The disposition and talents of Anacreon recommended him to the monarch of Samos, and he was formed to be the friend of such a prince as Polycrates. Susceptible only to the pleasures, he felt not the corruptions of the court; and while Pythagoras fled from the tyrant, Anacreon was celebrating his praises on the lyre. We are told, too, by Maximus Tyrius, that by the influence of his amatory songs he softened the mind of Polycrates into a spirit of benevolence towards his subjects.
The amours of the poet and the rivalship of the tyranti I shall pass over in silence; and there are few, I presume, who will regret the omission of most of those anecdotes, which the industry of some editors has not only promulged, but discussed. Whatever is repugnant to modesty and virtue is considered in ethical science, by a supposition very favourable to humanity, as impossible ; and this amiable persuasion should be much more strongly entertained where the transgression wars with nature as well as virtue. But why are we not allowed to indulge in the presumption? Why are we officiously reminded that there have been such instances of depravity ?
Hipparchus, who now maintained at Athens the power which his father Pisistratus had usurped, was one of those elegant princes who have polished the fetters of their subjects. He was the first, according to Plato, who edited the poems of Homer, and commanded them to be sung by the rhapsodists at the celebration of the Panathenæa. As his court was the galaxy of genius, Anacreon should not be absent. Hipparchus sent a barge for him; the poet embraced the invitation, and the muses and the loves were wafted with him to Athens.5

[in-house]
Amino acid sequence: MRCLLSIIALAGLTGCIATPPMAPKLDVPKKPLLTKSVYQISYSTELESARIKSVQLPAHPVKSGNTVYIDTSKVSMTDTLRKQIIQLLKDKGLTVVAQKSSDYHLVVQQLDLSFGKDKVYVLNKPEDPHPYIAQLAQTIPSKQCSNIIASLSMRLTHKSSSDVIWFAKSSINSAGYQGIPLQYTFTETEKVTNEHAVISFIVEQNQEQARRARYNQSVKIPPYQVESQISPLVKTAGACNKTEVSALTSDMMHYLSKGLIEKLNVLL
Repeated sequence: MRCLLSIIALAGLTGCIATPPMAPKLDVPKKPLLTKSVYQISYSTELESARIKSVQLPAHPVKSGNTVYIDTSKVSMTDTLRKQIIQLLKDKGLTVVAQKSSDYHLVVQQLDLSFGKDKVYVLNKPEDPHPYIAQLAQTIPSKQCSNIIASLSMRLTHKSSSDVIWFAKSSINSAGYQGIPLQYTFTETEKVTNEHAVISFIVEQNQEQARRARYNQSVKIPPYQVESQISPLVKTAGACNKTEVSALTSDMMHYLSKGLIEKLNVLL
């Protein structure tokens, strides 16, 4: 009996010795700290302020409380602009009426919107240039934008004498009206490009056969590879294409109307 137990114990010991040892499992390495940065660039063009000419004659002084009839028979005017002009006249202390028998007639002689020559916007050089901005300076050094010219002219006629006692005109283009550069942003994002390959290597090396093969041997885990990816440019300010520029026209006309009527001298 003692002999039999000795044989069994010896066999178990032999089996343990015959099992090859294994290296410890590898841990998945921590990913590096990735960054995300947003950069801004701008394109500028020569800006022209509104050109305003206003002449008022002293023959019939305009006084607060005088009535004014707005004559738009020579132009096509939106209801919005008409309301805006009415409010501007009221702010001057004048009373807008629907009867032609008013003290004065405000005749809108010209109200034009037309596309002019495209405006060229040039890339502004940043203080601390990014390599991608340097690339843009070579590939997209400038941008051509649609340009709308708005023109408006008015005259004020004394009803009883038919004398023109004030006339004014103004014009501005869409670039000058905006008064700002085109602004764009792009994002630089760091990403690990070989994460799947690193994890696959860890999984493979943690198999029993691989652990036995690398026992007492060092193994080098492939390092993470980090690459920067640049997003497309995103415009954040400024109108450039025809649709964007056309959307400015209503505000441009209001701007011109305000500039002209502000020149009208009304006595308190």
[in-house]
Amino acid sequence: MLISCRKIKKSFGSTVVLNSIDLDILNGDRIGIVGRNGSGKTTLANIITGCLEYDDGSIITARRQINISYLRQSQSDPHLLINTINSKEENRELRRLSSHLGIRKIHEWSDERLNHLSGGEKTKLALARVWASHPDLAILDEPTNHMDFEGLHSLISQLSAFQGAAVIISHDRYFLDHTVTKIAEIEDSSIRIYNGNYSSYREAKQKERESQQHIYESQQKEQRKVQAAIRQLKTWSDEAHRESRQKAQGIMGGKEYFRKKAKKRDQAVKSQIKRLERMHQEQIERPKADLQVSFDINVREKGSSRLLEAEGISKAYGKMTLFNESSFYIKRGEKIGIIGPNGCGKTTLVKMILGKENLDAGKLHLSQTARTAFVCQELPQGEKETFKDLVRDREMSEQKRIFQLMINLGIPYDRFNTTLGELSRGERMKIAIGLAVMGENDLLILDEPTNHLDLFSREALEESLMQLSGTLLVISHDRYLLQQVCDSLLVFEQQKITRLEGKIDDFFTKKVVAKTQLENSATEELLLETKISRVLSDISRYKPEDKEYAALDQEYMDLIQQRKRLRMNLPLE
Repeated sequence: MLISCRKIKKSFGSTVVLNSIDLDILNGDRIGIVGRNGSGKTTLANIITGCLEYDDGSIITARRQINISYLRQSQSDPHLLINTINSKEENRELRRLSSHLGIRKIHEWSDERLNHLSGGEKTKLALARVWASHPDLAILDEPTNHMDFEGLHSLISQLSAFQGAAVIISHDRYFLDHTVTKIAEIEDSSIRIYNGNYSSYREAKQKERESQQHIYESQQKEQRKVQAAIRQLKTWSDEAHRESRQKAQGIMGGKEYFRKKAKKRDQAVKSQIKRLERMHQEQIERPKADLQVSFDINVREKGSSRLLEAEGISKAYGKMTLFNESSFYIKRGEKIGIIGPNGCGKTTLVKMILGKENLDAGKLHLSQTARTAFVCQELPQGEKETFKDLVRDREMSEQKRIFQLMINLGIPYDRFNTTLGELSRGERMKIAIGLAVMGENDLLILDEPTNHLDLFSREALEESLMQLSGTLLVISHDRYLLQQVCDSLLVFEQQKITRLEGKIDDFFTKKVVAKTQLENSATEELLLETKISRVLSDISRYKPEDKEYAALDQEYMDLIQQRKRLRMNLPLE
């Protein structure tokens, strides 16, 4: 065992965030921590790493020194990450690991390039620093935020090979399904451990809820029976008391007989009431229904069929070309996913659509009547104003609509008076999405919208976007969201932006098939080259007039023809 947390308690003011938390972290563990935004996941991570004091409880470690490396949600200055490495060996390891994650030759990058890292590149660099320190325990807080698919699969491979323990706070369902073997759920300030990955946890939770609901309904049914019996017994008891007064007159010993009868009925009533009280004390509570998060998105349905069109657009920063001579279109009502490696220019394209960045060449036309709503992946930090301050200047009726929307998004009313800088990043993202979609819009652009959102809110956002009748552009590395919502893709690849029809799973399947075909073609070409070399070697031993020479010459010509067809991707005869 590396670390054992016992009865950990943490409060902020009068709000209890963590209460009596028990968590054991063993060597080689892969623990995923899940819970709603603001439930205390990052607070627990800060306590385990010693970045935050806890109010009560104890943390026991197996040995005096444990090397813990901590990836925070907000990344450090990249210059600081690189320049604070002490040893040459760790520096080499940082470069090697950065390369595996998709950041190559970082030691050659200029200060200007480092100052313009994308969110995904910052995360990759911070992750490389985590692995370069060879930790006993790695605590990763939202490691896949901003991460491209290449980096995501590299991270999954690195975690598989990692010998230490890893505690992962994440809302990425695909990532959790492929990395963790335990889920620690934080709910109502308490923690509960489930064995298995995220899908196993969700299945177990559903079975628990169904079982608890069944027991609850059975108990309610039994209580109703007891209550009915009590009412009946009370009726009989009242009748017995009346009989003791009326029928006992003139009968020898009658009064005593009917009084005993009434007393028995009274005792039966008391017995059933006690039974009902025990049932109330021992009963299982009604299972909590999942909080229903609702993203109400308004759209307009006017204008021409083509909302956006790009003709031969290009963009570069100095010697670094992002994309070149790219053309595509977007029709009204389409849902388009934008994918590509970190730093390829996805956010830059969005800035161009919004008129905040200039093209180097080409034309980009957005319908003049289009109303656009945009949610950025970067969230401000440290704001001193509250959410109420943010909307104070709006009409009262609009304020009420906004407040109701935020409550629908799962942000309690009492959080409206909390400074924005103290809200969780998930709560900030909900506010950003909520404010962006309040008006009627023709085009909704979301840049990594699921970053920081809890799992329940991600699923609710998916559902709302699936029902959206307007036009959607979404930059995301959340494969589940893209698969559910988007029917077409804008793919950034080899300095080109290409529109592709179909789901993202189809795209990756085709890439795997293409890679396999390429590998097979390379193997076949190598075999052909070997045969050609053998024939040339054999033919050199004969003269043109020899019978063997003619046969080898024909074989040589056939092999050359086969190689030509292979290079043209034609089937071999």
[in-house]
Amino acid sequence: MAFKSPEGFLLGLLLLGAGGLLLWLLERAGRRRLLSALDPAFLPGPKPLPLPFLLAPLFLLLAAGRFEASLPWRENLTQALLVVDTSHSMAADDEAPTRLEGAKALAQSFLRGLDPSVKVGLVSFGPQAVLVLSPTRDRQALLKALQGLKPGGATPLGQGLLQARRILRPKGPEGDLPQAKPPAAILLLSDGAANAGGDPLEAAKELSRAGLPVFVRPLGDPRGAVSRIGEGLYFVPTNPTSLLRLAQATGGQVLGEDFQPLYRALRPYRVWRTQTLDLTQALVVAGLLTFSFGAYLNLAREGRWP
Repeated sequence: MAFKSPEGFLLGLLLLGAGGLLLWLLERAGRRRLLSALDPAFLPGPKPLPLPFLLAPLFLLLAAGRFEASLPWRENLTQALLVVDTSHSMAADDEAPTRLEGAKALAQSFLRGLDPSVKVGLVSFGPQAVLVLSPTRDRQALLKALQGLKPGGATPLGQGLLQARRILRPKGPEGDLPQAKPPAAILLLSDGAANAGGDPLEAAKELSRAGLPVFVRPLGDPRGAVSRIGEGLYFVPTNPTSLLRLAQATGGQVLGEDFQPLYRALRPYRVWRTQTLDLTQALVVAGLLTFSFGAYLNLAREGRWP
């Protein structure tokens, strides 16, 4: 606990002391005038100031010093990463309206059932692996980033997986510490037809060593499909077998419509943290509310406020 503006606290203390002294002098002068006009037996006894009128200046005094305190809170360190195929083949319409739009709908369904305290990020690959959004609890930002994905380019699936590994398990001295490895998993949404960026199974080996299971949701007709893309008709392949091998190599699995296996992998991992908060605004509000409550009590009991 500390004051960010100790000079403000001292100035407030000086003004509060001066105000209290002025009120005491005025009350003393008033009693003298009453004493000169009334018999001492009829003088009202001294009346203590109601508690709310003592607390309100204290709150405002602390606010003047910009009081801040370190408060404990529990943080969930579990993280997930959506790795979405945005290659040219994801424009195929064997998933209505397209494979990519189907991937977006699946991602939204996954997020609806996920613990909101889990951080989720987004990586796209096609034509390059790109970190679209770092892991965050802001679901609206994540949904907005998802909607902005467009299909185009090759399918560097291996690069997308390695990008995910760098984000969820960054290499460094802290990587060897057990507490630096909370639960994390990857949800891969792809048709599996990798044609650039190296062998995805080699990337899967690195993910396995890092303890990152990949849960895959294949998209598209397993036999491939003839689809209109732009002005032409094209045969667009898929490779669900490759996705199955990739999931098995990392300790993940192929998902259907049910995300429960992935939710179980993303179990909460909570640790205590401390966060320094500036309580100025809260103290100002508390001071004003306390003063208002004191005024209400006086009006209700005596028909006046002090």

The manner of Anacreon's death was singular. We are toll that in the eighty-fifth year of his age he was choked by a grape-stone ;6 and however we may smile at their enthusiastic partiality, who pretend that it was a peculiar indulgence of Heaven, which stole him from the world by this easy and characteristic death, we cannot help admiring that his fate should be so emblematic of his disposition. Cælius Calcagninus alludes to this catastrophe in the following epitaph on our poet :
1 The Asiatics were as remarkable for genius 4 In the romance of Clelia, the anecdote to as for luxury. 'Ingenia Asiatica inclyta per gentes which I allude is told of a young girl, with whom fecere poetæ, Anacreon, inde Mimnermus et Anacreon fell in love while she personated the Antimachus,' etc.-Solinus.